If I’m in the mood of not wanting to think too hard but still contribute to iNat, I’ll use the Identify page to annotate observations. Many, many observations lack any annotations and for some taxa it’s quite easy to go through them and add a life stage, sex, or plant phenology annotation without much specific knowledge. If enough observations of a taxon are annotated, we can start to get some cool data on them, eg for Monarchs (although look at how many still need a life stage annotation!):
Here’s my approach:
- On the Identify page, here are the basic settings I’ll use choose for life stage annotations:
The URL for this is: https://www.inaturalist.org/observations/identify?quality_grade=needs_id%2Cresearch&order_by=random&without_term_id=1&captive=false
This should show me all Needs ID and RG observations lacking a life stage annotation, sorted randomly.
I’ll choose a taxon compatible with life stage, for example Lepidoptera.
Then, when I click on the first observation, I’ll make sure to go to the Annotations tab. There is a handy list of keyboard commands on the bottom left-hand corner.
- It’s pretty easy to rapidly go through the observations and tell which ones are of eggs, larvae, pupae, or adults and add annotations for those.
Things to remember:
If you are unsure, it’s better to not add the annotation, feel free to move on to the next observation.
Don’t go too quickly, sometimes you’ll add the wrong annotation! Be sure to correct any errors you make
Some taxa can be tricky. For example, there are larviform female adult beetles and other insects, which are difficult to distinguish from adults. Again, if you’re unsure, don’t add an annotation.
If you would like to bulk annotate your own observations, there is another tutorial for that.
That’s about it!
A post was split to a new topic: Community Annotation Challenges
Some helpful URLs for this. This post is a wiki, so please feel free to add your own links.
Can I just add that not every observation needs to have annotations applied. If you find yourself struggling to decide which value to make the annotation (“Is this observation of an exuviae an adult or a juvenile?”) then perhaps just leave the annotation out.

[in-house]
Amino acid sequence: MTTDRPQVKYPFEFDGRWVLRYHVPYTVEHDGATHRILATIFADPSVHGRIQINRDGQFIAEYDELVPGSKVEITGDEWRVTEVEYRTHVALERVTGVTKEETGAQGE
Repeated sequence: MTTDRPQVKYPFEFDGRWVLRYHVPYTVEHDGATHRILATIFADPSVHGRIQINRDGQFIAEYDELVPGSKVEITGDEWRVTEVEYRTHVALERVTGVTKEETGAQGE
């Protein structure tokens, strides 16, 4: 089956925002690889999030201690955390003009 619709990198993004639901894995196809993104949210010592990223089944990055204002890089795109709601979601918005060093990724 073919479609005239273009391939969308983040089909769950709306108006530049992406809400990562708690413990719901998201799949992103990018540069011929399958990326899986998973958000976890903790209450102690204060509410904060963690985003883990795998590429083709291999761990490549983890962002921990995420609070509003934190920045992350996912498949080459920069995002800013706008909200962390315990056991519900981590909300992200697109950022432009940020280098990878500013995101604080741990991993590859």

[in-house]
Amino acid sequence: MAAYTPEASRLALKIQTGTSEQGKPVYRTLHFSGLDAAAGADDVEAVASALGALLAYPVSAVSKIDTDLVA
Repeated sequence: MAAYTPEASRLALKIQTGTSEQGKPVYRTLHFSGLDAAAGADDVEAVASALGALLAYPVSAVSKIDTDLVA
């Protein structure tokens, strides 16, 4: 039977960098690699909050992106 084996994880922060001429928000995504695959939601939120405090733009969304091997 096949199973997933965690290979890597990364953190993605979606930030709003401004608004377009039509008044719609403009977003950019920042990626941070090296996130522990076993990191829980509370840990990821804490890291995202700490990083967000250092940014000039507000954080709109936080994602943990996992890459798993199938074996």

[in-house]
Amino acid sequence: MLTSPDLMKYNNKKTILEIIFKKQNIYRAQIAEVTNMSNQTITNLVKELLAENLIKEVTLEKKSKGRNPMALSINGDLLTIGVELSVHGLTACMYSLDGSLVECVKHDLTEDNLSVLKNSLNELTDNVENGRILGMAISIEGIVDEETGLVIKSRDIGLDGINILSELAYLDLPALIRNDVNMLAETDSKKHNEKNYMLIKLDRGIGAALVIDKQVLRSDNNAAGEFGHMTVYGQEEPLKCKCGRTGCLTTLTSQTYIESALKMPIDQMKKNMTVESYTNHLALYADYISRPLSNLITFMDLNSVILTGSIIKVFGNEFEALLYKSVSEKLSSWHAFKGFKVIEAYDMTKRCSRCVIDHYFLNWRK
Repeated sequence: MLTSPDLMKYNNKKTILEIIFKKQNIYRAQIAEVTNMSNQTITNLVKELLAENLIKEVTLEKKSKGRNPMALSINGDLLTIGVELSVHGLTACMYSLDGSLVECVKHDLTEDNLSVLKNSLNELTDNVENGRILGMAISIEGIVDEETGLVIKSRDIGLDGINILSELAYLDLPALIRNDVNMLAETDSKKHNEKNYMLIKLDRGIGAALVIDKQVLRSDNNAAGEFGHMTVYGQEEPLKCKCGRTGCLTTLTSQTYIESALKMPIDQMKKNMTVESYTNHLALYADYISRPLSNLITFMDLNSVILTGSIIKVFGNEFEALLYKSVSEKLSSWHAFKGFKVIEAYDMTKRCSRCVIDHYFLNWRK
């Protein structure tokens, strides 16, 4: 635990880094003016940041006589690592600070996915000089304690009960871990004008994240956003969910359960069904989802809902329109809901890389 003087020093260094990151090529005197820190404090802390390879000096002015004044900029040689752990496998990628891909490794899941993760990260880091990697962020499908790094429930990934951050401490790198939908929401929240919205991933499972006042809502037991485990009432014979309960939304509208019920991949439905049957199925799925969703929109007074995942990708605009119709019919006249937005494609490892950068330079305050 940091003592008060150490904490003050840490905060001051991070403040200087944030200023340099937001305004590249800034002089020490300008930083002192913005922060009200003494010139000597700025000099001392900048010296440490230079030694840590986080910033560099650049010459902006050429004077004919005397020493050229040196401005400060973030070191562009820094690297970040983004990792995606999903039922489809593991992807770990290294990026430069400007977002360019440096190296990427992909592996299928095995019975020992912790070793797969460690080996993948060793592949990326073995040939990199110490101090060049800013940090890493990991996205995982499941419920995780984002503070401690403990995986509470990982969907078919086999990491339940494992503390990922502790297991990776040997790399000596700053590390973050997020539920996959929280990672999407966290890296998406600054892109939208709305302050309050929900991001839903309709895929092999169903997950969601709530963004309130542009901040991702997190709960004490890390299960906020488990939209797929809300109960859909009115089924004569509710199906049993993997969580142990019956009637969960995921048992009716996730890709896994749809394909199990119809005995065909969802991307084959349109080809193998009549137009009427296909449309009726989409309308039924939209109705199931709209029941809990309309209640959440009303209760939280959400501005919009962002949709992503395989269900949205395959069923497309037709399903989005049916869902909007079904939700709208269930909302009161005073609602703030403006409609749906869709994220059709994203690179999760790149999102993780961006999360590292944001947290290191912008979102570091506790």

On that note, I wonder if having a “reviewed=no” version of the links above would allow people to “skip” those that they are unsure of… perhaps they can add it to the url if they want it…
I also wonder if it is acceptable to only mark “dead”, with “alive” being assumed? That is how I have been annotating alive/dead for new observations since that annotation came into effect…
@tiwane If you would rather this not be the place to discuss these thoughts, please feel free to delete this post, I have raised the thoughts on other topics before.
@tiwane, I don’t know if we have a page for how newbies can learn more while adding value, but this would be a great activity for that! Almost anyone could go through a set of observations and tell whether they’re budding, flowering, or fruiting.
As for that page, I’m thinking of a list of things like adding high-level IDs to Unknowns, annotating observations, using the Computer Vision Model to refine identifications, adding Observation Fields, tagging organisms that are obviously captive or cultivated, and the like. Each item on the list would link to the corresponding tutorial.
As for the value added, I’m amazed at how powerful those graphs of phenology are. For example, if I am looking at common privet (Ligustrum vulgare) and click the square for the month of June on the curve for Flowering, iNat will produce a page of all observations identified as that species and annotated as flowering in June. (I think there’s also a way to display all observations, regardless of month, that have that annotation. The site’s down, so I can’t check right now.) I can then see if everything identified as L. vulgare produces the same kind of flowers—in other words, whether or not everything identified as L. vulgare really is L. vulgare. I’ve used that as a first step in correcting misidentifications.
Of course, if the observations aren’t annotated, I can’t do that so easily. So if somebody who knows nothing more than what flowers, flower buds, and fruit look like will take the time to add those annotations, they’ll probably learn more about the species while they make the data associated with the observations more available to everyone.
People are already using this information, by the way. One person told me that a plant had stumped them because it was in full bloom when the Phenology data showed its species wasn’t blooming at all. As it turned out, nobody had entered annotations for that species, and they had thought that the 0 for Flowering meant that the species did not flower that month.